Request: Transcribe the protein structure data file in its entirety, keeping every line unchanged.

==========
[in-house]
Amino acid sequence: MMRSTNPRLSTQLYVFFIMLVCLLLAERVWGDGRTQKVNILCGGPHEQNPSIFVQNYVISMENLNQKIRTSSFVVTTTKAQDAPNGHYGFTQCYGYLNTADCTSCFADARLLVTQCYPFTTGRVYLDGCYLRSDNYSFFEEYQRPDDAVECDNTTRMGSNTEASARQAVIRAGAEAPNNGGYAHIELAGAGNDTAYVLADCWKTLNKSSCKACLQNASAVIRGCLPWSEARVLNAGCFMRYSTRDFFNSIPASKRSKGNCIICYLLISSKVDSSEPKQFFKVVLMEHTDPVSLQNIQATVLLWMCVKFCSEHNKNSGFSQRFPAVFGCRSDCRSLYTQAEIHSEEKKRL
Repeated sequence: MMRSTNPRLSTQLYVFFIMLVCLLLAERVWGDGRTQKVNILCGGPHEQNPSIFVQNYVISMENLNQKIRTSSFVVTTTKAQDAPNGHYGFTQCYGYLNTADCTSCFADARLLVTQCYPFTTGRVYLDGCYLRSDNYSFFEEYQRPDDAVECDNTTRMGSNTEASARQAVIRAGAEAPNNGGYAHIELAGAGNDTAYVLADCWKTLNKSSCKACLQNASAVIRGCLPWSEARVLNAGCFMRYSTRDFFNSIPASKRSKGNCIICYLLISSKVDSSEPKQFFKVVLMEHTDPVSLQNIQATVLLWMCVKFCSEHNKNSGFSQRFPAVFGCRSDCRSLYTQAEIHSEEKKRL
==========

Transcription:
[in-house]
Amino acid sequence: MMRSTNPRLSTQLYVFFIMLVCLLLAERVWGDGRTQKVNILCGGPHEQNPSIFVQNYVISMENLNQKIRTSSFVVTTTKAQDAPNGHYGFTQCYGYLNTADCTSCFADARLLVTQCYPFTTGRVYLDGCYLRSDNYSFFEEYQRPDDAVECDNTTRMGSNTEASARQAVIRAGAEAPNNGGYAHIELAGAGNDTAYVLADCWKTLNKSSCKACLQNASAVIRGCLPWSEARVLNAGCFMRYSTRDFFNSIPASKRSKGNCIICYLLISSKVDSSEPKQFFKVVLMEHTDPVSLQNIQATVLLWMCVKFCSEHNKNSGFSQRFPAVFGCRSDCRSLYTQAEIHSEEKKRL
Repeated sequence: MMRSTNPRLSTQLYVFFIMLVCLLLAERVWGDGRTQKVNILCGGPHEQNPSIFVQNYVISMENLNQKIRTSSFVVTTTKAQDAPNGHYGFTQCYGYLNTADCTSCFADARLLVTQCYPFTTGRVYLDGCYLRSDNYSFFEEYQRPDDAVECDNTTRMGSNTEASARQAVIRAGAEAPNNGGYAHIELAGAGNDTAYVLADCWKTLNKSSCKACLQNASAVIRGCLPWSEARVLNAGCFMRYSTRDFFNSIPASKRSKGNCIICYLLISSKVDSSEPKQFFKVVLMEHTDPVSLQNIQATVLLWMCVKFCSEHNKNSGFSQRFPAVFGCRSDCRSLYTQAEIHSEEKKRL